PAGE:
Approximately 50 percent of VPS students live in poverty. Mobility, inadequate medical and dental care, mental health issues, lack of affordable housing, homelessness and unmet basic needs are just some of the barriers to learning that thousands of VPS students face. Students living in poverty often experience chronic absenteeism, hunger, medical and dental problems and lack of clothing and hygiene items. Those students typically suffer from chronic stress, reducing their ability to focus on learning. Parent involvement also is diminished. To address the issues of poverty and increase family engagement, VPS has created a network of Family-Community Resource Centers (vansd.org/fcrc/), which now are located in 18 of the district's 35 schools.
The mobile FCRC serves students at the other 17 district schools without onsite FCRCs. Working with school counselors, teachers, building administrators and community partners, mobile FCRC coordinator Nicole Loran-Graham collects and deploys resources to meet needs when and where they're needed. Community partners including non-profit agencies, the faith community and other service organizations generously provide needed donations and services.
Loran-Graham is expanding FCRC resources to reach children and youth at the schools they attend. She is establishing monthly fresh food pantries; setting up clothing and personal hygiene closets with donations from faith-based partners, local fire departments and social service organizations; referring families to Vancouver Housing Authority Section 8 program, which gives preference to VPS families; and hosting FCRC pop-up shops, inviting school personnel to shop for items they need for their students (e.g., school supplies, back packs, clothing, hygiene items, cleaning supplies).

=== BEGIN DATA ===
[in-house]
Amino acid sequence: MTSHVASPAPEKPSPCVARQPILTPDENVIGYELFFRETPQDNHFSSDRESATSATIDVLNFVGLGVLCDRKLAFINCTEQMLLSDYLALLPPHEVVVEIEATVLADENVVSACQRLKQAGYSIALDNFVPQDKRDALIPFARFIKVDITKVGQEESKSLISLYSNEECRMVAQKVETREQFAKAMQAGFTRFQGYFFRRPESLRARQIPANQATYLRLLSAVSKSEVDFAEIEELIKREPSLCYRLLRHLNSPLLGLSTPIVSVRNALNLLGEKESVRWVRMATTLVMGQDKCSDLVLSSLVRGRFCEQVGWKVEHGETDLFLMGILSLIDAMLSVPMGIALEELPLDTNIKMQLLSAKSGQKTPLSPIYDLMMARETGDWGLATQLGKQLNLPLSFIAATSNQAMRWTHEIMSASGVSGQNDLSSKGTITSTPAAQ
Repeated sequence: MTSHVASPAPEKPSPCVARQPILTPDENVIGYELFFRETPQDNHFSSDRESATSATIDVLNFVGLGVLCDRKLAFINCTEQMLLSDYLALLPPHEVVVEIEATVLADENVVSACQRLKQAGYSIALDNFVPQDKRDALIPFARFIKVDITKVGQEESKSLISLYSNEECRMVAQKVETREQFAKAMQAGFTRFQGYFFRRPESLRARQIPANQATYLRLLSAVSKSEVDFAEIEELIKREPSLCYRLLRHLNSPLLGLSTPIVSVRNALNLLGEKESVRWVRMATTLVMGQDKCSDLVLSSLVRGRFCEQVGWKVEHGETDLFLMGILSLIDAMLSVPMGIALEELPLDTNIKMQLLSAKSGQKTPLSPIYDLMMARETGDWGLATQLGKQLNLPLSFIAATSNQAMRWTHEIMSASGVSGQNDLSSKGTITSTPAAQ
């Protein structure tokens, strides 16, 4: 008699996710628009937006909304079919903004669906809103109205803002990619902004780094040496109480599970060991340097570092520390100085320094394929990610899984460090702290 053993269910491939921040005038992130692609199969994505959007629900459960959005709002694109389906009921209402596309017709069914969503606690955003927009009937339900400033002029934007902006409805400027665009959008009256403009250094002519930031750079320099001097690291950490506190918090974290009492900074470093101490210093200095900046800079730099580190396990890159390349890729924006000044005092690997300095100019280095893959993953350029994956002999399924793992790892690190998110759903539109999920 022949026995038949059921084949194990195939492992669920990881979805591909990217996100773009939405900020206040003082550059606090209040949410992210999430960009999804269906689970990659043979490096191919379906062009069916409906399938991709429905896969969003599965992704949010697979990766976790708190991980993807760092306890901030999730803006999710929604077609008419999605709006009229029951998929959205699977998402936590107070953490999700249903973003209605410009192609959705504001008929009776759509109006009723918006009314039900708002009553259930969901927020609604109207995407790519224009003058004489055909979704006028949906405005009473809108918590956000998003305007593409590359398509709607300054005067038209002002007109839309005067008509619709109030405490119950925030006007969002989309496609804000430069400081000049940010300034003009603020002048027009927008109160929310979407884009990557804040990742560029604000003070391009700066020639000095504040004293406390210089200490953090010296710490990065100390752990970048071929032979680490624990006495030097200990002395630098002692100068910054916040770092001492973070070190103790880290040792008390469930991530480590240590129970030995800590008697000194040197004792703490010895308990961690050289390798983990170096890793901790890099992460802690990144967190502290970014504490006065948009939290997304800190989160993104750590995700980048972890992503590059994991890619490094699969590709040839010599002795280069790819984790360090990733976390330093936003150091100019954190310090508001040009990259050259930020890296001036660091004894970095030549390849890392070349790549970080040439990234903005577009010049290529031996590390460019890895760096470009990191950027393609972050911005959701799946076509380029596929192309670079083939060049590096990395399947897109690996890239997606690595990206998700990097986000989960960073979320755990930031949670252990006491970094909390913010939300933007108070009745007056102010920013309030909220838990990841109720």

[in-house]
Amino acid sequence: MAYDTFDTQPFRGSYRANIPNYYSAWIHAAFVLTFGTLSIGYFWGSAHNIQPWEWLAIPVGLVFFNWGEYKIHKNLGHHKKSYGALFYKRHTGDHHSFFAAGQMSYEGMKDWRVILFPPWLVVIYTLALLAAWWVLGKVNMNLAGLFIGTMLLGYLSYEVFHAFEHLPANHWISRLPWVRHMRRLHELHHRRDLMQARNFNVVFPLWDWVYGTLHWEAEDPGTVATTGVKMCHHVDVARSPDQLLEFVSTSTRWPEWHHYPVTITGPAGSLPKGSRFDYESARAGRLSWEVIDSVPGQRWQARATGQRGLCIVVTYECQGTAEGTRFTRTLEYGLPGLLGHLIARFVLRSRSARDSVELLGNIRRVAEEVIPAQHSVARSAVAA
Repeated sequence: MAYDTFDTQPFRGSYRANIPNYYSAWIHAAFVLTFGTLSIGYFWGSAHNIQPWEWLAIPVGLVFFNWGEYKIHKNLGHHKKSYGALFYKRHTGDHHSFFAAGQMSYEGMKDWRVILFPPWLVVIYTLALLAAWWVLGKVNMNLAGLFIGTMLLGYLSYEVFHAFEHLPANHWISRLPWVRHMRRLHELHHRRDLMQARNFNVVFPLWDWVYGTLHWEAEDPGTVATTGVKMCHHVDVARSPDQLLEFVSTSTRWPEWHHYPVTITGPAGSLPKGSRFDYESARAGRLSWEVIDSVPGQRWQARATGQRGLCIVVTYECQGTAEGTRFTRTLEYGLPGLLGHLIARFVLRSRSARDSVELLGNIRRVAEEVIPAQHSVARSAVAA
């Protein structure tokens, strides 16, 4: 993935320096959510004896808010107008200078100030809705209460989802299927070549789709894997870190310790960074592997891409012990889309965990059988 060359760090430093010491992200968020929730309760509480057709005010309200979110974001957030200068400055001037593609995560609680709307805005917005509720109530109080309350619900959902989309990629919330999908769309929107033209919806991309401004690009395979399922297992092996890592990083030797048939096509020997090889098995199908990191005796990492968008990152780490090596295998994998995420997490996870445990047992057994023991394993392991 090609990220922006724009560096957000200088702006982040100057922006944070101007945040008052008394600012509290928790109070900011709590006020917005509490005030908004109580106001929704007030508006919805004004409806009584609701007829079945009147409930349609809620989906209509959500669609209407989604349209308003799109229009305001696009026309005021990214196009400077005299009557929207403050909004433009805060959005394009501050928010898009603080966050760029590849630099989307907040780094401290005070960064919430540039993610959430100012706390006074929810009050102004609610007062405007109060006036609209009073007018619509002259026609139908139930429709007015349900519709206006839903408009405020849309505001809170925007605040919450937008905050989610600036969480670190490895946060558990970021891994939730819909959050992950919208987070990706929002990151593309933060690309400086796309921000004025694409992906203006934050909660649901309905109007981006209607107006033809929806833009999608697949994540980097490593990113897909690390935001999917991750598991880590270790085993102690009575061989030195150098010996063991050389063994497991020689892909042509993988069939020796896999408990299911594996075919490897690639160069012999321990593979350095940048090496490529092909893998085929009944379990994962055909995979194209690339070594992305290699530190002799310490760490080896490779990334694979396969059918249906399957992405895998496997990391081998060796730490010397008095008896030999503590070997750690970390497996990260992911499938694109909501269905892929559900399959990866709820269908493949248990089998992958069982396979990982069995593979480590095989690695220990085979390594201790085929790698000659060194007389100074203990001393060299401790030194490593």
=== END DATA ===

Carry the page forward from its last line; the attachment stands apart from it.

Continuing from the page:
The mobile FCRC van also is equipped with Wi-Fi, providing online access to assist families in searching for housing, job opportunities, childcare, medical providers and other resources.
"We can't do this work alone," said Dale Rice, Vancouver Public Schools' board president. "On behalf of the school board, I'm incredibly grateful to the hundreds of partners, volunteers and organizations who are committed to the success and wellbeing of our community's children. Together, we can transform lives."